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Blog 61 Opurtunities, The one that got away.)

January 6, 2017

A Little Gem
This blog has been waiting a while to be created. The expression “A Little Gem” is one I use with students when we are working on a pop or jazz arrangement. Funnily enough the concept also applies to classical works. It would be worthwhile to discuss that point here too.

So, what is “A Little Gem”. Well this is an attitude towards the arrangement of a tune. This is what happens to your pop or jazz number if you take the time to really arrange the tune. This means going beyond the chords and melody and looking into the composer’s intent. Thinking about, why is this tune successful enough for me to want to play it? What captures the listener interest? Is it a particular guitar riff and how am I going to achieve that effectively? What gives the tune forward movement? Listen to all aspects of the tune; backing vocals, drums, bass or any other instrument involved. What are their purpose in the arrangement and will those parts be useful in your arrangement? Listen, listen, listen and try to find the motifs (small musical ideas) that the tune is based on. Don’t limit yourself to just piano tunes or the parts played by your instrument. You will miss out on heaps of good material with this approach. Some of my best tunes were originally written on different instruments.

When you think you have listened enough? Go back and listen some more because you probably haven’t listened enough and there is always more to learn. You will be continuing to re-listen to the work throughout the whole process. Once you have some concrete ideas to work on you can start arranging your tune. It is important by now that you understand the harmony and the form of the tune. I advise that you work the chords out yourself even if you find this hard. The internet does provide heaps of sites that will give you the chords if you want them. Use this just to check the tricky ones. The more you work out yourself the more you learn. For example, a C7 chord can be played in so many ways to only know the chord symbol doesn’t tell you much. You need to know how the chord has been played (voiced) and what the player is doing with this chord to make the tune work. Listen, listen, listen what is the composer’s intent.

Once you have found the main ideas or motifs of the tune you can use this to now create your own little gem. Even though you have learnt the form and harmony of the tune there is no need to be strict to them. In the case of the form i.e structure) I feel it is better not to be strict to the form of a song. The version I do of Trouble by Cold Play starts in the middle of the song and only does one real chorus. It does work for the piano though and that is the main thing. When it comes to the form of a song I think it is best to work from the point of view of what is creating interest for the listener.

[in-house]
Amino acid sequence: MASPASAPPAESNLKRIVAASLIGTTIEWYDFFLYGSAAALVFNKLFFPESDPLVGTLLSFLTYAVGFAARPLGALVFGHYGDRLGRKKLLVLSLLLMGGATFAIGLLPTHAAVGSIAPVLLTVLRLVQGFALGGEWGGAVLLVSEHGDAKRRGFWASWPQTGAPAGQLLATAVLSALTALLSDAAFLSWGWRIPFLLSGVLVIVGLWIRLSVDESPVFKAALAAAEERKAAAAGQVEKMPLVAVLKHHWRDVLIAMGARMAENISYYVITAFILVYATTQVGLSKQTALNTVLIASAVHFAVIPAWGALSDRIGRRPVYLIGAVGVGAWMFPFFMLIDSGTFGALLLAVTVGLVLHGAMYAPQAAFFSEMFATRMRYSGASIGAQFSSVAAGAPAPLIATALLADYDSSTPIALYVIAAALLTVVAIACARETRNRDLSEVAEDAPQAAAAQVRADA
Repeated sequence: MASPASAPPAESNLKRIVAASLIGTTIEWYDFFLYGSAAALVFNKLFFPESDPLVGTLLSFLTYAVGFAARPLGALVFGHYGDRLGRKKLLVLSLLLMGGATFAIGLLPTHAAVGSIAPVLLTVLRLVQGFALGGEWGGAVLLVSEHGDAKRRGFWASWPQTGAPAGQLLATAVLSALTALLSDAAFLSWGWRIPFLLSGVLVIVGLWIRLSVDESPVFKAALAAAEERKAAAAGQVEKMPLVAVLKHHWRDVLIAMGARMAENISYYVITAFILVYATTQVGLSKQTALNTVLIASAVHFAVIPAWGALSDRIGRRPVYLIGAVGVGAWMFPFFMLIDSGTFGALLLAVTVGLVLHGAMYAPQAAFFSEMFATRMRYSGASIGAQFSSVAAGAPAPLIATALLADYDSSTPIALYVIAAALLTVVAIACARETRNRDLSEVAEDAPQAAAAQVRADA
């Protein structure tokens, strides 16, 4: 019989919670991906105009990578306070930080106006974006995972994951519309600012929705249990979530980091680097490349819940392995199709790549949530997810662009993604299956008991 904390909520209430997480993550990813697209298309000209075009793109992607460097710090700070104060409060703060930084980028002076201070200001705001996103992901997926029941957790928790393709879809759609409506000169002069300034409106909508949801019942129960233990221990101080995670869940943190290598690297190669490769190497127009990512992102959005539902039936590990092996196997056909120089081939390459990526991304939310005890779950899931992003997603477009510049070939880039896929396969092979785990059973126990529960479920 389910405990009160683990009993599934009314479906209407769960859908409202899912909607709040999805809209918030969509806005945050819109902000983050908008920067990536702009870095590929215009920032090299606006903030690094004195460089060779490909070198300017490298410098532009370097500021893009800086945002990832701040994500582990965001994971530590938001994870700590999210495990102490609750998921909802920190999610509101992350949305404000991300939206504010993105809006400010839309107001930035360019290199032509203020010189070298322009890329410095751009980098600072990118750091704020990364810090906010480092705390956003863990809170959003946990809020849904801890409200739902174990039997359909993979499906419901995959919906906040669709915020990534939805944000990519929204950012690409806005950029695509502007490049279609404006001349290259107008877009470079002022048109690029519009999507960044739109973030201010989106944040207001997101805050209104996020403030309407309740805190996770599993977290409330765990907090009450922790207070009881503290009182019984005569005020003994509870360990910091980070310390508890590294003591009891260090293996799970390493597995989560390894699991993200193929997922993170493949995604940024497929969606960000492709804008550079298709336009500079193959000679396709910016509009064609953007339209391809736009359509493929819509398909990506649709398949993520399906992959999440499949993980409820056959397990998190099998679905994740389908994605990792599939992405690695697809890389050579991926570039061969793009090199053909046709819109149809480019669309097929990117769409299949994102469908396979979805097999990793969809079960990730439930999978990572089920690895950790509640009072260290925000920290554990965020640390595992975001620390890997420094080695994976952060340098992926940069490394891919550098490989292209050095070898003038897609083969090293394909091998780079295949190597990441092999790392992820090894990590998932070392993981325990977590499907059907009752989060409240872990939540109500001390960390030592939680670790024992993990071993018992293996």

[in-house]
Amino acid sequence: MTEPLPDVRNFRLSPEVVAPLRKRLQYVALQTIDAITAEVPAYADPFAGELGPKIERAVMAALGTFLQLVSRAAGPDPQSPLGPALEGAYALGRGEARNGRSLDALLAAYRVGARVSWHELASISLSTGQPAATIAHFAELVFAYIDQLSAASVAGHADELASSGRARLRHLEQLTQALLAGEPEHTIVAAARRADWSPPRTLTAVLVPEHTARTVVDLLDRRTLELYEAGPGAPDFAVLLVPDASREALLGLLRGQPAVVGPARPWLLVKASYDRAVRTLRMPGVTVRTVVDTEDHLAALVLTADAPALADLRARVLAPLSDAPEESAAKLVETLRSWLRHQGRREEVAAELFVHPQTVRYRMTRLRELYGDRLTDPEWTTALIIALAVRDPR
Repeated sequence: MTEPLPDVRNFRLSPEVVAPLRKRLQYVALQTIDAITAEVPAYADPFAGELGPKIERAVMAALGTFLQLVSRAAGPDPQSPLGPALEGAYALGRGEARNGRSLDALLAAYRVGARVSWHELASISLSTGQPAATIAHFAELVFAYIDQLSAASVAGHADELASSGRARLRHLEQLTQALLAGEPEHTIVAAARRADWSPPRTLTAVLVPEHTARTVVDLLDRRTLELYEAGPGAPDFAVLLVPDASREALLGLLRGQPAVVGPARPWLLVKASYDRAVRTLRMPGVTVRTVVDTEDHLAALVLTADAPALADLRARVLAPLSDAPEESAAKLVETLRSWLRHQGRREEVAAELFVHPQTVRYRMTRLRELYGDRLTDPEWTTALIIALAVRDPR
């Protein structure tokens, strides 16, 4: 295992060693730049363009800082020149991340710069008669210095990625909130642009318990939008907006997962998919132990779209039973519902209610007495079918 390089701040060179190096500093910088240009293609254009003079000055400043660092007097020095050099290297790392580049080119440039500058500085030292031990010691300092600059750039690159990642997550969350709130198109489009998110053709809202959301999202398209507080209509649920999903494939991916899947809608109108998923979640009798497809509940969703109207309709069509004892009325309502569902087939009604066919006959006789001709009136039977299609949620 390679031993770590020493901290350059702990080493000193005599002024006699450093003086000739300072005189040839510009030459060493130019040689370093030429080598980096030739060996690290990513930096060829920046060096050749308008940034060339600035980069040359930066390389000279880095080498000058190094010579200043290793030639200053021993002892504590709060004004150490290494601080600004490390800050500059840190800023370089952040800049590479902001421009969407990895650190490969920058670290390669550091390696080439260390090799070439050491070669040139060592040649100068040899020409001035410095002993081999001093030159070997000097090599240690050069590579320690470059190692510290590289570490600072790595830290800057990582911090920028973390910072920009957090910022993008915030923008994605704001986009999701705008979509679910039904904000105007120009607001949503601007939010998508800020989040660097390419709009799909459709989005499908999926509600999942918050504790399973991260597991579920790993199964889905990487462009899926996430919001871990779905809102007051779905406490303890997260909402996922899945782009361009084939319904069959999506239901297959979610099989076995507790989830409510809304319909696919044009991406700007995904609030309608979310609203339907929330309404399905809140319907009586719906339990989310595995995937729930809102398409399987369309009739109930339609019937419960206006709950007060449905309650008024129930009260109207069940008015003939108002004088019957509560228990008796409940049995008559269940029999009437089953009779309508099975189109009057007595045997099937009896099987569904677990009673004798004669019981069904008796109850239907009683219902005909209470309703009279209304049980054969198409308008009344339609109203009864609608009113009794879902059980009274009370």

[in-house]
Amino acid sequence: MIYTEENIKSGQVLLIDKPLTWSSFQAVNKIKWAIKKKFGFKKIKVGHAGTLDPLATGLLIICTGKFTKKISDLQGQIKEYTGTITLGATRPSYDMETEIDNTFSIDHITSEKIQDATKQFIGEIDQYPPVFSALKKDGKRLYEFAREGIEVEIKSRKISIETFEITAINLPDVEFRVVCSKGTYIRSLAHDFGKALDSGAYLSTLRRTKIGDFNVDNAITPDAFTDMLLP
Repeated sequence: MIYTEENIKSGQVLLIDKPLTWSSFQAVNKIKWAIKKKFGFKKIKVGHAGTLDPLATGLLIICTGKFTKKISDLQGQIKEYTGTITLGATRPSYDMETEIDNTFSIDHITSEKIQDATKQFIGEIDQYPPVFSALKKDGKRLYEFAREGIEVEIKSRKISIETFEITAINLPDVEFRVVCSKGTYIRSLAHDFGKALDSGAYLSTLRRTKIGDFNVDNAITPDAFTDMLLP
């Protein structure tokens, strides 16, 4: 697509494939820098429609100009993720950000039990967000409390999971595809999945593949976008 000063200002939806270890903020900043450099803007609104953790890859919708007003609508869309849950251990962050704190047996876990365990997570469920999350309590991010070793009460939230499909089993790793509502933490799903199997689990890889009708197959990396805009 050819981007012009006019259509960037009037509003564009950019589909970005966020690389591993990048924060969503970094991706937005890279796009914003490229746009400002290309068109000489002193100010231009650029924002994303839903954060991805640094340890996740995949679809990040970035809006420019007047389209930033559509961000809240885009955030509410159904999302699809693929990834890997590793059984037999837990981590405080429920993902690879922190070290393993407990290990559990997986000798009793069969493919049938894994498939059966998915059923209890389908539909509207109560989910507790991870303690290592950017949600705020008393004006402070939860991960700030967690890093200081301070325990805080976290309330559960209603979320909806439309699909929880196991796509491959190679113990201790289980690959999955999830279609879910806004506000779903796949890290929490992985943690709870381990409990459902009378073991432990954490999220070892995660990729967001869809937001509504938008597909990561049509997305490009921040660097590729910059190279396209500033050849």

Repeating a verse three times is not always a good option. Remember the version of the tune you are listening to often has several players, recording techniques and technology to achieve this interest for the listener. We on the other hand are creating an arrangement for our instrument. There is only so much you can do on your instrument to create interest before it starts to sound cluttered, overplayed. Playing the same verse over three times will just get boring for the audience if it doesn’t have some good variations. So, why not just have one or two verses.
Some parts of a tune may not be working for you. Sometimes you just need to try harder. Sometimes they just weren’t meant to be i.e. don’t suit the instrument. Ditch them. Don’t worry if your version is shorter than the studio version, just learn more tunes. Make interest for your listener.
Everything is up for change really. Play with the tune, experiment with all the players parts including the backing vocals and drums and then use the bits you like in your final arrangement. Have some fun, change the harmony take a small solo create your own little gem.

When you feel you really have something, record it and then listen back. This will usually high light the areas that need work. At this stage I tend to play a tune in for a while. i.e. I play it a few times each day and let it settle. Often things that need work are the transitional parts e.g. the movement from chorus to the bridge. The intro and coda or beginning and ending are always important to work on and opportunities to get creative.

The melody. There is so much to say about the melody that it should be the subject of the next blog.

It is important that you bring a good attitude to this work. Tune and chords alone just don’t cut it. There needs to be some thought for the listener and into how the tune has come about. The composer’s intent. We need to create “A Little Gem.

Until next time (A Little Gem II the melody) check in on my sound cloud for the track Trouble by Cold Play. You can tell the parts I really like because I have included them more in the arrangement.


Bye for now